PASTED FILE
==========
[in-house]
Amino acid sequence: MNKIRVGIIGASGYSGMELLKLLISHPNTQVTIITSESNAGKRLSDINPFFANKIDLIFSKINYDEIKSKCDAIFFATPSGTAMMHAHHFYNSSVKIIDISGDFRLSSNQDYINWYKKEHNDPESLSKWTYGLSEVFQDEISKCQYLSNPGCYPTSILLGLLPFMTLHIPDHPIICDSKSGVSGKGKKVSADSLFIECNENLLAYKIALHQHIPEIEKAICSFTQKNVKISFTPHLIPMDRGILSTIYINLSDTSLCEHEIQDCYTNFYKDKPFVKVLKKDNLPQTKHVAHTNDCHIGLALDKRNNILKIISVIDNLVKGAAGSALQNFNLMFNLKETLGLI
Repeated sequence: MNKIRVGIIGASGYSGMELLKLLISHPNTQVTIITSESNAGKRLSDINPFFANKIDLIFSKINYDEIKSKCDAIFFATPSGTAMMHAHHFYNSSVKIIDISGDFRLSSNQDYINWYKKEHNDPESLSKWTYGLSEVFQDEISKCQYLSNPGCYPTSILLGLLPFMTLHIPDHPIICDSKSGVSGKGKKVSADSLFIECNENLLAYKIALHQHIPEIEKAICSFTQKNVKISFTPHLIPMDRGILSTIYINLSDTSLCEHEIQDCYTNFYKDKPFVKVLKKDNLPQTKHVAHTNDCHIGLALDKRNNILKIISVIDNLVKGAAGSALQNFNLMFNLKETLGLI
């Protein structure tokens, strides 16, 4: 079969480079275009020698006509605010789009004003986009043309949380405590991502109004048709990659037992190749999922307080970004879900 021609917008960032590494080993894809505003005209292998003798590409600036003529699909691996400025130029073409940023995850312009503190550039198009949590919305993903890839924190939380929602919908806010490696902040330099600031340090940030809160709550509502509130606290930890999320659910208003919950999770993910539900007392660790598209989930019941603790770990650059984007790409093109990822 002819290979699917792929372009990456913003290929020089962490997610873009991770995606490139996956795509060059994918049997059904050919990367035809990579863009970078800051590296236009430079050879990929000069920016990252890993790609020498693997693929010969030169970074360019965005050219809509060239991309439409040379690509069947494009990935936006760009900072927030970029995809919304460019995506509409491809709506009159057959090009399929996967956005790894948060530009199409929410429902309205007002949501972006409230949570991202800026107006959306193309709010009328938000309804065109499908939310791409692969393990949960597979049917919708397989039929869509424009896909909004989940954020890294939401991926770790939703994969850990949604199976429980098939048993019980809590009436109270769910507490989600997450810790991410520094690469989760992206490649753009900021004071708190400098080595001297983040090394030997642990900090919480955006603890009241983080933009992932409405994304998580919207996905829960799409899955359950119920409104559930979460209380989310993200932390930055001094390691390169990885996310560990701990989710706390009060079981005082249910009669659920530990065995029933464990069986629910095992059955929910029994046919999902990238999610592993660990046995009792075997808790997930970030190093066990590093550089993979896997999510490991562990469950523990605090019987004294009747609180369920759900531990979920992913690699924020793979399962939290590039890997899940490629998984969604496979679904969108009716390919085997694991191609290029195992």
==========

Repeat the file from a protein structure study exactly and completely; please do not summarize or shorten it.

[in-house]
Amino acid sequence: MNKIRVGIIGASGYSGMELLKLLISHPNTQVTIITSESNAGKRLSDINPFFANKIDLIFSKINYDEIKSKCDAIFFATPSGTAMMHAHHFYNSSVKIIDISGDFRLSSNQDYINWYKKEHNDPESLSKWTYGLSEVFQDEISKCQYLSNPGCYPTSILLGLLPFMTLHIPDHPIICDSKSGVSGKGKKVSADSLFIECNENLLAYKIALHQHIPEIEKAICSFTQKNVKISFTPHLIPMDRGILSTIYINLSDTSLCEHEIQDCYTNFYKDKPFVKVLKKDNLPQTKHVAHTNDCHIGLALDKRNNILKIISVIDNLVKGAAGSALQNFNLMFNLKETLGLI
Repeated sequence: MNKIRVGIIGASGYSGMELLKLLISHPNTQVTIITSESNAGKRLSDINPFFANKIDLIFSKINYDEIKSKCDAIFFATPSGTAMMHAHHFYNSSVKIIDISGDFRLSSNQDYINWYKKEHNDPESLSKWTYGLSEVFQDEISKCQYLSNPGCYPTSILLGLLPFMTLHIPDHPIICDSKSGVSGKGKKVSADSLFIECNENLLAYKIALHQHIPEIEKAICSFTQKNVKISFTPHLIPMDRGILSTIYINLSDTSLCEHEIQDCYTNFYKDKPFVKVLKKDNLPQTKHVAHTNDCHIGLALDKRNNILKIISVIDNLVKGAAGSALQNFNLMFNLKETLGLI
């Protein structure tokens, strides 16, 4: 079969480079275009020698006509605010789009004003986009043309949380405590991502109004048709990659037992190749999922307080970004879900 021609917008960032590494080993894809505003005209292998003798590409600036003529699909691996400025130029073409940023995850312009503190550039198009949590919305993903890839924190939380929602919908806010490696902040330099600031340090940030809160709550509502509130606290930890999320659910208003919950999770993910539900007392660790598209989930019941603790770990650059984007790409093109990822 002819290979699917792929372009990456913003290929020089962490997610873009991770995606490139996956795509060059994918049997059904050919990367035809990579863009970078800051590296236009430079050879990929000069920016990252890993790609020498693997693929010969030169970074360019965005050219809509060239991309439409040379690509069947494009990935936006760009900072927030970029995809919304460019995506509409491809709506009159057959090009399929996967956005790894948060530009199409929410429902309205007002949501972006409230949570991202800026107006959306193309709010009328938000309804065109499908939310791409692969393990949960597979049917919708397989039929869509424009896909909004989940954020890294939401991926770790939703994969850990949604199976429980098939048993019980809590009436109270769910507490989600997450810790991410520094690469989760992206490649753009900021004071708190400098080595001297983040090394030997642990900090919480955006603890009241983080933009992932409405994304998580919207996905829960799409899955359950119920409104559930979460209380989310993200932390930055001094390691390169990885996310560990701990989710706390009060079981005082249910009669659920530990065995029933464990069986629910095992059955929910029994046919999902990238999610592993660990046995009792075997808790997930970030190093066990590093550089993979896997999510490991562990469950523990605090019987004294009747609180369920759900531990979920992913690699924020793979399962939290590039890997899940490629998984969604496979679904969108009716390919085997694991191609290029195992």